The mid-1800s were years of decay and yearning for the good old times before the French Revolution. The Basques divided into Republicans, laicist Jacobins (but for a nuanced position held by Xaho), and Royalists (traditional Catholics), with the latter prevailing among the Basques.[7] Shepherding and small mining and agricultural exploitations were the main economic activities along with an increased presence of customs officials, both local and non-Basques.

The railway arrived at Hendaye in 1864 (Mauleon in 1880), increasing the flow of freight and people from outside the Basque Country that replaced especially on the coast native inhabitants by non-Basque population, with Biarritz as the most revealing case, in a colonie de peuplement type of settlement (Manex Goihenetxe, Eneko Bidegain). Elitist tourism gained momentum as of 1854 (Kanbo, Saint-Jean-de-Luz, Biarritz, Hendaye, etc.), as the high nobility (e.g. Eugenie de Montijo) chose to take healing baths in spa resorts and get close to nature.

In 1851, the first Lore Jokoak took place in Urruña (restored floral games tradition) organized by the scholar of Basque-Irish origin Antoine d'Abbadie (Anton Abbadia), followed by several more editions up to 1897. Other political and cultural events in fellow Basque districts to the south of the Pyrenees had an impact in the French Basque Country, especially in church related circles (periodicals like Eskualduna, 1887), the only institution that still spoke to the people in their language. That could not prevent Basque language from further receding to local and domestic circles. In 1914, Basque ceased to be the trading language with the local middle and higher class customers at the Mauleon marketplace (Soule).

The Basques could not avoid getting entangled in World War I when they were drafted to the front. While across the border Gipuzkoa and Biscay thrived on their shipbuilding and steel processing industry supplying the European war effort,[8] continental Basques under the age of 49 were required to the front of north-east France.[9] From the beginning and as the slaughter of the trenches wore on, thousands of Basques objected to military service, defected and fled to the south or the Americas.[10] However, war took a heavy toll, 6,000 died in the front, a 3% of the French Basque population.[11] It also produced the idea in the Basque psyche of being a component part of the French nation, fostered by the above weekly Eskualduna on the grounds that "God champions France."[12]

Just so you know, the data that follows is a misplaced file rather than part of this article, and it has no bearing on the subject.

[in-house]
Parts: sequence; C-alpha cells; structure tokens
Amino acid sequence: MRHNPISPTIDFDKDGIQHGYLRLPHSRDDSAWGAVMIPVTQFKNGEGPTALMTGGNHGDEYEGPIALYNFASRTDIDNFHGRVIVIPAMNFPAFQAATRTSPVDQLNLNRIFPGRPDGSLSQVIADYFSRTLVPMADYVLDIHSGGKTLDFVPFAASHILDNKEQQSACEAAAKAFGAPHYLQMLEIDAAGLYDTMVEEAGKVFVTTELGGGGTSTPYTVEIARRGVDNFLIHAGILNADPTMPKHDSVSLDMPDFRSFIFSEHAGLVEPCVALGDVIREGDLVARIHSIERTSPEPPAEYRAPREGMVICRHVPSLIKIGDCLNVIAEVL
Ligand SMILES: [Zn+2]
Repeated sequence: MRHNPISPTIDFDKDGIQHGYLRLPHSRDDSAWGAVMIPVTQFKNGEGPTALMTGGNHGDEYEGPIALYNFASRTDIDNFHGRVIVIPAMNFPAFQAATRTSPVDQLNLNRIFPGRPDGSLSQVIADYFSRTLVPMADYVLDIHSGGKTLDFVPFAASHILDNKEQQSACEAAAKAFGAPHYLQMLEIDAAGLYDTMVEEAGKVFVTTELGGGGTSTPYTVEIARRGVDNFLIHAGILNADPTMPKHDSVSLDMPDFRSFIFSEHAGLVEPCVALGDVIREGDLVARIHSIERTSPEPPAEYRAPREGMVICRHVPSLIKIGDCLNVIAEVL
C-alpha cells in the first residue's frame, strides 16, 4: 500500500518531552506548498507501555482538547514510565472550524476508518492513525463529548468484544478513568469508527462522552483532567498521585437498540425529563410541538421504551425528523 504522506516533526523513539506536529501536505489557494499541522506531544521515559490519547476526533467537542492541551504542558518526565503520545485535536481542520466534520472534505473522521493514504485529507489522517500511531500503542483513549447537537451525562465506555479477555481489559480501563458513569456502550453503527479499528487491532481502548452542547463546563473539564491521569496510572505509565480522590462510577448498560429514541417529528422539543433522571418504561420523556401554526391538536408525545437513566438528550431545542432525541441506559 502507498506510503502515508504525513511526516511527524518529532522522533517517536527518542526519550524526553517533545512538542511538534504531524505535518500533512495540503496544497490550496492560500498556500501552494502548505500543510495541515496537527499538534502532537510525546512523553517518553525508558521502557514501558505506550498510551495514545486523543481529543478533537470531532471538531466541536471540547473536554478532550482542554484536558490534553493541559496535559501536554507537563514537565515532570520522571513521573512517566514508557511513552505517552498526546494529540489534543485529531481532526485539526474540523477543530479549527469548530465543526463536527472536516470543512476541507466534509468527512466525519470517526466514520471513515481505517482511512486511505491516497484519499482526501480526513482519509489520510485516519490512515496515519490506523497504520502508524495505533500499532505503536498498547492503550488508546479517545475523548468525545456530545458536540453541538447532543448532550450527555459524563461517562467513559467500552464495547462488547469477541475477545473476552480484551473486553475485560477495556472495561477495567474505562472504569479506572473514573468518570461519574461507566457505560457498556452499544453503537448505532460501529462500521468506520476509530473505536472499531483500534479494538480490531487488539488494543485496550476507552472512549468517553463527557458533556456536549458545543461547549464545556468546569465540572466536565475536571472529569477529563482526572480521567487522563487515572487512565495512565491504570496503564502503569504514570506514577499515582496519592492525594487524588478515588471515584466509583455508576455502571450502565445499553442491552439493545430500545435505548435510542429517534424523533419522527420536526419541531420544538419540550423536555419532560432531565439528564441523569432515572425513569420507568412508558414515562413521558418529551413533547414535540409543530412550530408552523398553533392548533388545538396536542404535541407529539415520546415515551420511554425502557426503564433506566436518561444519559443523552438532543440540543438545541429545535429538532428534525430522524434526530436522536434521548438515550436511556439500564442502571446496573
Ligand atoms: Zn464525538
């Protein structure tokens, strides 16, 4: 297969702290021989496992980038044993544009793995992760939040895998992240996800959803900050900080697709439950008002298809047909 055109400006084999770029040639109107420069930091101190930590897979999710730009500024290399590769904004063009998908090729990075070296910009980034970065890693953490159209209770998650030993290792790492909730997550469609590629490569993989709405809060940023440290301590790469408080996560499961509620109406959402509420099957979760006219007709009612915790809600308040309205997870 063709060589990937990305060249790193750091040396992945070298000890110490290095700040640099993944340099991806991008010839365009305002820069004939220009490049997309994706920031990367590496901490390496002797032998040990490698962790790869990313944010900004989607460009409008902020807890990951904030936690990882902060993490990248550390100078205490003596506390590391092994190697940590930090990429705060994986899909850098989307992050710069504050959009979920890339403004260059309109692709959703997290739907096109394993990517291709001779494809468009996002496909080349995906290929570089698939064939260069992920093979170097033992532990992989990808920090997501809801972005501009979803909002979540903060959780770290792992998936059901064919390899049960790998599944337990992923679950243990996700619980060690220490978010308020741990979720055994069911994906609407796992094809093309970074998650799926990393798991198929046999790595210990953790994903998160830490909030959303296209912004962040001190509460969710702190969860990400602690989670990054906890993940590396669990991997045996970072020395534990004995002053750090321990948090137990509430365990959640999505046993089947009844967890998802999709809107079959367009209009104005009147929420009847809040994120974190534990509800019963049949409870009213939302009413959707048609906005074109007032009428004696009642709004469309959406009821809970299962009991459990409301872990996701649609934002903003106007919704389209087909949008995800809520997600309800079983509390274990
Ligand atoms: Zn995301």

Main article: Basque culture

Northern Basques continue to practice many Basque cultural traditions. The town of Saint-Pée-sur-Nivelle is well known for its Herri Urrats celebration.[13]


The Northern Basque Country has 29,759 companies, 107 companies for 1,000 inhabitants and an annual growth of 4.5% (between 2004 and 2006).[14]

66.2% of companies are in the tertiary sector (services), 14.5% in the secondary sector (manufacturing) and 19.3% in the primary sector (mainly agriculture, agribusiness, fishing and forestry). This includes an AOC wine, Irouléguy AOC.

Although the Northern Basque Country is part of the Pyrénées-Atlantiques for most administrative entities, it does have its own Chamber of Commerce ( the CCI Bayonne-Pays-Basque) and a distinct economy with a pole of competences around the boardsports industry including companies such as Quiksilver and Volcom based on the Basque Coast.

See also[edit]


  1. ^ Fourth Sociolinguistic Survey. 2006: Basque Autonomous Community, Northern Basque Country, Navarre, Basque Country, Basque Government, Vitoria-Gasteiz, 2008, ISBN 978-84-457-2777-5.
  2. ^ Baja Navarra y Zuberoa (La Historia y los Vascos –
  3. ^ "Joanes Leizarraga Vida Y Obra" (PDF). Euskomedia. Retrieved 2008-01-28.  Article in Spanish
  4. ^ Bolinaga, Iñigo (2012). La alternativa Garat. Donostia-San Sebastián: Txertoa. pp. 50–53, 70–71. ISBN 978-84-7148-530-4. 
  5. ^ Etxegoien (Xamar), Juan Carlos (2009). The Country of Basque (2nd ed.). Pamplona-Iruñea, Spain: Pamiela. p. 23. ISBN 978-84-7681-478-9. 
  6. ^ Bolinaga, Iñigo. 2012, p. 87
  7. ^ "Republicanismo en Euskal Herria: Iparralde". Auñamendi Entziklopedia. EuskoMedia. Retrieved 2015-05-16. 
  8. ^ "La economía vasca durante el período 1914-1918". Auñamendi Entziklopedia. EuskoMedia. Retrieved 2015-05-16. 
  9. ^ Bidegain, Eneko (2012). Lehen mundu gerra "Eskualduna" astekarian [World War I on the Weekly Euskalduna] (PDF). Universities UB/BU and UPV/EHU. p. 652. ISBN 978-84-8438-511-0. Retrieved 2015-05-16. 
  10. ^ Bidegain, Eneko. 2012, pp. 562-571
  11. ^ Bidegain, Eneko. 2012, p. 174
  12. ^ Bidegain, Eneko. 2012, pp. 606, 658-659
  13. ^ "Celebration of Herri Urrats, traditional festival to help Basque language schools in the Northern Basque Country". Basque Heritage Worldwide (BETA). Retrieved 29 February 2012. 
  14. ^ "Invest Pays Basque". CCI Bayonne. Retrieved 2008-06-05.